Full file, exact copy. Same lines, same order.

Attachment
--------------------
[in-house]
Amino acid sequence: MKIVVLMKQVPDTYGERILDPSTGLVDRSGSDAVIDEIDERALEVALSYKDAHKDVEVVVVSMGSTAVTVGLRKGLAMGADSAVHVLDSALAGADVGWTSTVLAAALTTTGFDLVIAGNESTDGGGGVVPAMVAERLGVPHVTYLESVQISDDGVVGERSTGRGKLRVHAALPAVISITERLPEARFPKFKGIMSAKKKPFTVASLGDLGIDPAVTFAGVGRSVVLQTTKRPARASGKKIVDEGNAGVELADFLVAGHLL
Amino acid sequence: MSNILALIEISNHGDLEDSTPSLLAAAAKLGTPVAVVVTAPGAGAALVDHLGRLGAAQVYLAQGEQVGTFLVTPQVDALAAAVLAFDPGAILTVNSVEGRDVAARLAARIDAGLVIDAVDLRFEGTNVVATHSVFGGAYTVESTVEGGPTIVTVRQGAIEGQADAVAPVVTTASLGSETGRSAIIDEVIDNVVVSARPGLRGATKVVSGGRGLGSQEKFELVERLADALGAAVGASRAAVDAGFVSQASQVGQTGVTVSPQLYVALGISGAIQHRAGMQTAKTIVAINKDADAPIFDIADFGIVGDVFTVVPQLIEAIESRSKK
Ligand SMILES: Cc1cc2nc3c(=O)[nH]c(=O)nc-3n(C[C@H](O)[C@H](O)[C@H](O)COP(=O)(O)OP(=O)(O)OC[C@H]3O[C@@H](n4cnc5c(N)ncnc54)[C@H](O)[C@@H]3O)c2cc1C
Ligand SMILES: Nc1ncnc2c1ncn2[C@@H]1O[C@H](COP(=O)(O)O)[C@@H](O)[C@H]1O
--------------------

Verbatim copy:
[in-house]
Amino acid sequence: MKIVVLMKQVPDTYGERILDPSTGLVDRSGSDAVIDEIDERALEVALSYKDAHKDVEVVVVSMGSTAVTVGLRKGLAMGADSAVHVLDSALAGADVGWTSTVLAAALTTTGFDLVIAGNESTDGGGGVVPAMVAERLGVPHVTYLESVQISDDGVVGERSTGRGKLRVHAALPAVISITERLPEARFPKFKGIMSAKKKPFTVASLGDLGIDPAVTFAGVGRSVVLQTTKRPARASGKKIVDEGNAGVELADFLVAGHLL
Amino acid sequence: MSNILALIEISNHGDLEDSTPSLLAAAAKLGTPVAVVVTAPGAGAALVDHLGRLGAAQVYLAQGEQVGTFLVTPQVDALAAAVLAFDPGAILTVNSVEGRDVAARLAARIDAGLVIDAVDLRFEGTNVVATHSVFGGAYTVESTVEGGPTIVTVRQGAIEGQADAVAPVVTTASLGSETGRSAIIDEVIDNVVVSARPGLRGATKVVSGGRGLGSQEKFELVERLADALGAAVGASRAAVDAGFVSQASQVGQTGVTVSPQLYVALGISGAIQHRAGMQTAKTIVAINKDADAPIFDIADFGIVGDVFTVVPQLIEAIESRSKK
Ligand SMILES: Cc1cc2nc3c(=O)[nH]c(=O)nc-3n(C[C@H](O)[C@H](O)[C@H](O)COP(=O)(O)OP(=O)(O)OC[C@H]3O[C@@H](n4cnc5c(N)ncnc54)[C@H](O)[C@@H]3O)c2cc1C
Ligand SMILES: Nc1ncnc2c1ncn2[C@@H]1O[C@H](COP(=O)(O)O)[C@@H](O)[C@H]1O